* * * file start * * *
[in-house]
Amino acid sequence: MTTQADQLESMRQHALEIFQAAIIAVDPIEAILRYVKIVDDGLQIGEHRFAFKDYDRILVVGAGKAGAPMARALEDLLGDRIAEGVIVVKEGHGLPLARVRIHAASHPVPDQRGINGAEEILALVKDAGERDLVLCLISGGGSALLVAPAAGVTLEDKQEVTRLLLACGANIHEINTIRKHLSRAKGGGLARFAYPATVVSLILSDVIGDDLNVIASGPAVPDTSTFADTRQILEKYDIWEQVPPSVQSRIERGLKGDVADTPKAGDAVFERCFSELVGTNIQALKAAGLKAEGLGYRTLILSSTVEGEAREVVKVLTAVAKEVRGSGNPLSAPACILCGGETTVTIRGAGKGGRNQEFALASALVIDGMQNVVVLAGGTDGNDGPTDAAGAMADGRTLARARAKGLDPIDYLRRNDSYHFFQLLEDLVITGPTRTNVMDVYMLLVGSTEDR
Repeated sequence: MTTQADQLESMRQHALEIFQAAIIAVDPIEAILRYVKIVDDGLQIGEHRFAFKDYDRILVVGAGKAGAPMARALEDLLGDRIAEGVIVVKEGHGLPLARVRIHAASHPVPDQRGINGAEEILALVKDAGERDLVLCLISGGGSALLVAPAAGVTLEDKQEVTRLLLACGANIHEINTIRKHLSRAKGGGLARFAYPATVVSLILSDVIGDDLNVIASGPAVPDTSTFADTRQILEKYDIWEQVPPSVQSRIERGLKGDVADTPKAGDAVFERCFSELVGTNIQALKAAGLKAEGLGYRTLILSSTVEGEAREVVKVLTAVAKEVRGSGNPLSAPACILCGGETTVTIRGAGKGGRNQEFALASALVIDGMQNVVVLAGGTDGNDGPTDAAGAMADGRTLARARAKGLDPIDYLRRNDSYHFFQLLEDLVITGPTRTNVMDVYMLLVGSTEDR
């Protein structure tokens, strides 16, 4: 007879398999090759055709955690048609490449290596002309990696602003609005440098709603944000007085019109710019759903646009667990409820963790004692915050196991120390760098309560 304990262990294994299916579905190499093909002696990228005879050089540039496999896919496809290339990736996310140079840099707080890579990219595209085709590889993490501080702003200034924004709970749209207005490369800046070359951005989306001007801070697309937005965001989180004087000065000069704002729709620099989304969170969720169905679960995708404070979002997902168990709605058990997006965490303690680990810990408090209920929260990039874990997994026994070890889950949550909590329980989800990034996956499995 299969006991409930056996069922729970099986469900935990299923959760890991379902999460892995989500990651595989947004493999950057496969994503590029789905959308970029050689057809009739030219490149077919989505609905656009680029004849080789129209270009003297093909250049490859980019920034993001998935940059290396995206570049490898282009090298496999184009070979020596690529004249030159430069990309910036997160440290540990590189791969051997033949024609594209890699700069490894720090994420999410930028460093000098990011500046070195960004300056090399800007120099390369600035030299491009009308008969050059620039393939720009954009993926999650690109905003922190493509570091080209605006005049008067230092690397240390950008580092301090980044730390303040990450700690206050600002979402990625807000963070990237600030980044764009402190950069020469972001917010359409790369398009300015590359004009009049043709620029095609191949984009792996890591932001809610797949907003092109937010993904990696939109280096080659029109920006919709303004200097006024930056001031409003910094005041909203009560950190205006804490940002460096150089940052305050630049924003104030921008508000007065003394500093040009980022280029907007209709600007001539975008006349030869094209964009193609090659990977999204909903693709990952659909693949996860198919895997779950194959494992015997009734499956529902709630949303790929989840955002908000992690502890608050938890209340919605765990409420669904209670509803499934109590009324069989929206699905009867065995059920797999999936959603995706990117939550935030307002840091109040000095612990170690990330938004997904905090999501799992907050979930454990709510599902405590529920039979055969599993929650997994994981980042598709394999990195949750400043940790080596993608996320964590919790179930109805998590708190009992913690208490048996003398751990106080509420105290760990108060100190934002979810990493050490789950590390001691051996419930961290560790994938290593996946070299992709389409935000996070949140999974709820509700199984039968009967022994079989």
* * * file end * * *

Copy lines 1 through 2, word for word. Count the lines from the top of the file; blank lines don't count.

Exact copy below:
[in-house]
Amino acid sequence: MTTQADQLESMRQHALEIFQAAIIAVDPIEAILRYVKIVDDGLQIGEHRFAFKDYDRILVVGAGKAGAPMARALEDLLGDRIAEGVIVVKEGHGLPLARVRIHAASHPVPDQRGINGAEEILALVKDAGERDLVLCLISGGGSALLVAPAAGVTLEDKQEVTRLLLACGANIHEINTIRKHLSRAKGGGLARFAYPATVVSLILSDVIGDDLNVIASGPAVPDTSTFADTRQILEKYDIWEQVPPSVQSRIERGLKGDVADTPKAGDAVFERCFSELVGTNIQALKAAGLKAEGLGYRTLILSSTVEGEAREVVKVLTAVAKEVRGSGNPLSAPACILCGGETTVTIRGAGKGGRNQEFALASALVIDGMQNVVVLAGGTDGNDGPTDAAGAMADGRTLARARAKGLDPIDYLRRNDSYHFFQLLEDLVITGPTRTNVMDVYMLLVGSTEDR